As another embodiment of the invention (not shown), the circularity dimensions of the aformentioned groove-forming surfaces of revolution of the sub-inserts, instead of being machined to be perfectly round within precision mold making tolerances, are modified such that geometric shape of surfaces 62 and 116 have a slight out-of-roundness, e.g., a slight ovality, but not exceeding the roundness tolerance of the annular seal, i.e., O-ring, to be employed in the groove 28. In this case, the sub-inserts are positioned so that a first internal diameter zone of the complete annular molding surfaces 62, 116 is oriented adjacent to the minor parting line of the sub-inserts. A second internal diameter zone, of smaller diameter than the first zone, is located angularly adjacent the first zone and is angularly spaced therefrom within the angular range of travel of the sub-inserts. Hence, when the rocking motion is imparted to the sub-inserts, (i.e., upon the molding material reaching the aforementioned self-sustaining solidification strength), the smaller diameter second zone will squash the flash being carried in the minor parting line gap and thereby help smooth the same against the bottom wall 29 of the O-ring groove 28 being formed.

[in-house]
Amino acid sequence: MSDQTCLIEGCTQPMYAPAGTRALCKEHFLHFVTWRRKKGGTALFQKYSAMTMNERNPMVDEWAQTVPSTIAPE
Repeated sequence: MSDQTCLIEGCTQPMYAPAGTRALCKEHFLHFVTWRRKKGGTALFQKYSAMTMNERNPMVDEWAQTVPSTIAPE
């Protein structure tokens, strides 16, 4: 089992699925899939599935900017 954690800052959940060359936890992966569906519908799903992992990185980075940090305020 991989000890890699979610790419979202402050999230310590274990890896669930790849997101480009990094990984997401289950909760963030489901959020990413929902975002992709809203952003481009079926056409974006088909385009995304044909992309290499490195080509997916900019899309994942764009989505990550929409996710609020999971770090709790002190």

From the foregoing description and accompanying drawings it will now be readily understood by those of ordinary skill in the art that the improved method and improved apparatus of the invention provides an efficient and economical procedure and structure to eliminate the typical parting line witness mark within an O-ring groove on an injection-molded plastic part, or on a die-cast structure molded metal part, by creating a motion that will relocate the parting line position during the mold cycle.

It will be understood that the different plastic materials that are conventionally molded are molded at different temperatures and for varying durations of injection periods and curing periods. Thus, different repositioning or rotating sequences will be required to suit the particular conditions and materials of the molding cycle. For example, these rotational sequences can include, but are not limited to:

    • (1) a single partial rotation immediately after plastic material injection, or at some later but still advantageous point during the mold cycle prior to part ejection or removal.
    • (2) a full rotation, or alternatively, numerous rotations during the mold cycle.
    • (3) either a single partial rotation or numerous partial rotations, or a single full rotation or numerous rotations after injection but during the mold cycle prior to removal from the mold.

The aforementioned alternative of using a not-quite round (but within the O-ring round tolerance) shape may be used to rotate in such a way that the smaller diameter round zone of the round shape will constrict the parting line flash that was created at the larger round shape and thereby compress or smear the original parting line witness mark material along the groove wall.